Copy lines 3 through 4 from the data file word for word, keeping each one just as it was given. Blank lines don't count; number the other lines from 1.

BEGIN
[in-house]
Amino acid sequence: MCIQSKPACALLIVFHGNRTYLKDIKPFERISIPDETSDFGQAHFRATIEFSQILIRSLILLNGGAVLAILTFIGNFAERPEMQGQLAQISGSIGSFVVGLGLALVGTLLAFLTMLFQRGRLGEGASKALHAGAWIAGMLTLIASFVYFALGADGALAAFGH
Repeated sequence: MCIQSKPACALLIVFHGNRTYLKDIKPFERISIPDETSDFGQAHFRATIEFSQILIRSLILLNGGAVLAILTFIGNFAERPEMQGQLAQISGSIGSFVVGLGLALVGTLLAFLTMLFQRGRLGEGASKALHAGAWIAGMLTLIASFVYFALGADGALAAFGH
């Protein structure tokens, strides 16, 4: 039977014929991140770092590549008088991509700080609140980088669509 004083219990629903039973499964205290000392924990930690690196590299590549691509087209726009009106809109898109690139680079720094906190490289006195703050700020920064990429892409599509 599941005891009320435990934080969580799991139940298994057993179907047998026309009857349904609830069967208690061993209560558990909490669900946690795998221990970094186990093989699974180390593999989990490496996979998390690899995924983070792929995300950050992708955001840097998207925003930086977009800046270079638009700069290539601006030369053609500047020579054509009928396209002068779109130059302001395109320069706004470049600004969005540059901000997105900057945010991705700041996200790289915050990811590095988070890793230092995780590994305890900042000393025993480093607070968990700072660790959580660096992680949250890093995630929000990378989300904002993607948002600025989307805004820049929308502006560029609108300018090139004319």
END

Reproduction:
Repeated sequence: MCIQSKPACALLIVFHGNRTYLKDIKPFERISIPDETSDFGQAHFRATIEFSQILIRSLILLNGGAVLAILTFIGNFAERPEMQGQLAQISGSIGSFVVGLGLALVGTLLAFLTMLFQRGRLGEGASKALHAGAWIAGMLTLIASFVYFALGADGALAAFGH
């Protein structure tokens, strides 16, 4: 039977014929991140770092590549008088991509700080609140980088669509 004083219990629903039973499964205290000392924990930690690196590299590549691509087209726009009106809109898109690139680079720094906190490289006195703050700020920064990429892409599509 599941005891009320435990934080969580799991139940298994057993179907047998026309009857349904609830069967208690061993209560558990909490669900946690795998221990970094186990093989699974180390593999989990490496996979998390690899995924983070792929995300950050992708955001840097998207925003930086977009800046270079638009700069290539601006030369053609500047020579054509009928396209002068779109130059302001395109320069706004470049600004969005540059901000997105900057945010991705700041996200790289915050990811590095988070890793230092995780590994305890900042000393025993480093607070968990700072660790959580660096992680949250890093995630929000990378989300904002993607948002600025989307805004820049929308502006560029609108300018090139004319």